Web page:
This was always going to be a pivotal season for Doncaster Rovers.
A club which had established itself with a minimum standard of top end League One suddenly and unexpectedly found itself in the bottom tier.
Though overwhelmingly tipped for promotion and with a budget to achieve the goal, football has told us for long enough that nothing can be taken for granted.
And enough teams have been caught in the mud after failing to bounce back at the first attempt.
Promotion was pivotal for Rovers, as was getting the house in order for a brighter future.
Arguably it was equally pivotal for the man tasked with driving Rovers back out of League Two.
The high points of Darren Ferguson’s managerial career were growing worryingly distant, particularly on the back of an unthinkable relegation.
It was a situation not lost on Ferguson himself, though not one he was ever keen to publicly acknowledge.
“I never came across that way because it’s not about me,” he told the Free Press. “It’s all about the football club.
“But certainly in the back of my mind, I felt it was important to put my stamp on the club straight away.
“It doesn’t matter what division you’re in, if you’re successful, you’re successful.
“Certainly I feel I’ve got a good control of the club in terms of my bit, the football bit. I’ve got a lot of control of that, in a good way.
“The players trust in what I do and I trust in what they do.
“There was an element of needing to be successful.
“And through the last 12 months it’s been done.
“The most important thing was to make sure we played the right way, we entertained and scored goals.
“I felt if we did all that, we’d probably be successful.
“We need to continue that now and develop the players.”
The journey to success with Doncaster Rovers has been an unexpectedly long one for Ferguson.
It involved a significant backward step, but one which allowed the club to press the reset button and assess all aspects from top to bottom.
And it opened the door for Ferguson to show a ruthless streak with personnel, both on and off the pitch.
A raft of changes were made with positive and intelligent recruitment key to getting Rovers off on the right foot.
The addition of Tommy Rowe early after the end of last season certainly did that.
But Ferguson believes the groundwork for good recruitment was laid in the months before.
“I’ve generally been quite pleased with my recruitment full stop since I’ve been at the club,” he said.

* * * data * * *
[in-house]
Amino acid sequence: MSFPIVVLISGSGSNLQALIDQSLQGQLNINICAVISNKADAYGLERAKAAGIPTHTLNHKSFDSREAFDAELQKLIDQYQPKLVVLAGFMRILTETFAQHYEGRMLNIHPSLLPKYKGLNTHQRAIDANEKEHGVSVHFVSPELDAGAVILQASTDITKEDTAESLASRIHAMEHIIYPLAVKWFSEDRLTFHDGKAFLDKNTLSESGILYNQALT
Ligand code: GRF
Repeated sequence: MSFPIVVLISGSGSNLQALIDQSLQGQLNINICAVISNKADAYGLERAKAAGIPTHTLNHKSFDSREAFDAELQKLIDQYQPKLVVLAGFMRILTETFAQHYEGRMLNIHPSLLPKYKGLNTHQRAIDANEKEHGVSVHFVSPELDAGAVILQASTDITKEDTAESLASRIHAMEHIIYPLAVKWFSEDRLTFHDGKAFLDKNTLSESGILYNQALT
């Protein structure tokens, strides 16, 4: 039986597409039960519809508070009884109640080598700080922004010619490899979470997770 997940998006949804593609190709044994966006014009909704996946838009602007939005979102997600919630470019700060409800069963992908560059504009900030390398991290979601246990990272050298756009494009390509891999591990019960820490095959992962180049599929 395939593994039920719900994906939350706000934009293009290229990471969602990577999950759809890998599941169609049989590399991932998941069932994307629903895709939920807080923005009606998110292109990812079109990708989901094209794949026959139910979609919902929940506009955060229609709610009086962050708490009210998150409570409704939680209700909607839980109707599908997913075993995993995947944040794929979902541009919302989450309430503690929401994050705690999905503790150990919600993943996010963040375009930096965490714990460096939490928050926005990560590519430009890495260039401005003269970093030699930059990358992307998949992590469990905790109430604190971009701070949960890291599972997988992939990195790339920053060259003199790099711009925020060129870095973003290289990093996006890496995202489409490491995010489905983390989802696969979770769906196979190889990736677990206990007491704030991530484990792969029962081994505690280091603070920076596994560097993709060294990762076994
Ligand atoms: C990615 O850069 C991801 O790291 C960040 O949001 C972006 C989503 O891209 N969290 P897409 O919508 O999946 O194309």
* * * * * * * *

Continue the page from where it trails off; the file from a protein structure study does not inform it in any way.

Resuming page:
“Looking back to last season, we brought in Craig Alcock who won player of the year.
“Conor Grant made a difference, Felipe at wing back from Everton, Tommy Rowe and Gary McSheffrey.
“I actually felt the players we brought in last season improved us, and I think the board felt that as well.
“It made it a bit easier for the summer recruitment.
“Certainly the ones we brought in this season have been outstanding. Really good for us.
“The recruitment period is such an important time. You have to sell it to them.
“Signing Tommy Rowe early was a big statement and I think it helped get others in.
“The recruitment, I’ve been pleased with and we really need to keep focused on it.
“It’s important now going into next season.”
When it came to getting off on the right foot in results terms, Rovers struggled.
The 3-2 defeat at Accrington Stanley on the opening day was a harsh welcome to League Two, with the manner of the loss raising fears some of the mental fragility of the previous season was still present.
A poor performance in a 1-1 draw with Crawley Town hardly helped alleviate the worries it was to be a long campaign for Rovers.
But beating Cambridge United kicked them into life, sparking a run of five league wins from six matches.
Finding their feet in the division came at a time when Rovers were also having to deal with a horrendous injury situation.
Luke McCullough, Mathieu Baudry, Craig Alcock and Gary McSheffrey were all long-term absentees who would have been expected to feature regularly.
While admitting it was difficult to deal with, Ferguson feels the injury situation brought the best out of his squad.
He said: “That is when you find out how good your squad is – and we had to find that out really early.
“There was a budget but we’d pretty much used it all.
“You just don’t expect to get so many injuries.
“McCullough was a big one but we were pretty quick in moving for Jordan Houghton.
“And the best compliment I can give Jordan is that we didn’t miss Luke.
“Alcock and Baudry were big ones as well, players we’d really be expecting to play most weeks.
“But then Joe Wright stepped in and was very good.
“I think, although we didn’t start the season as well as we’d hoped, it was a pretty solid start for the whole of the squad as opposed to what I’d have expected to be the starting XI.
“The back three at Accrington was Mitchell Lund, Andy Butler and Niall Mason – we’ve never played that since.
“That was the sort of situation we were in.”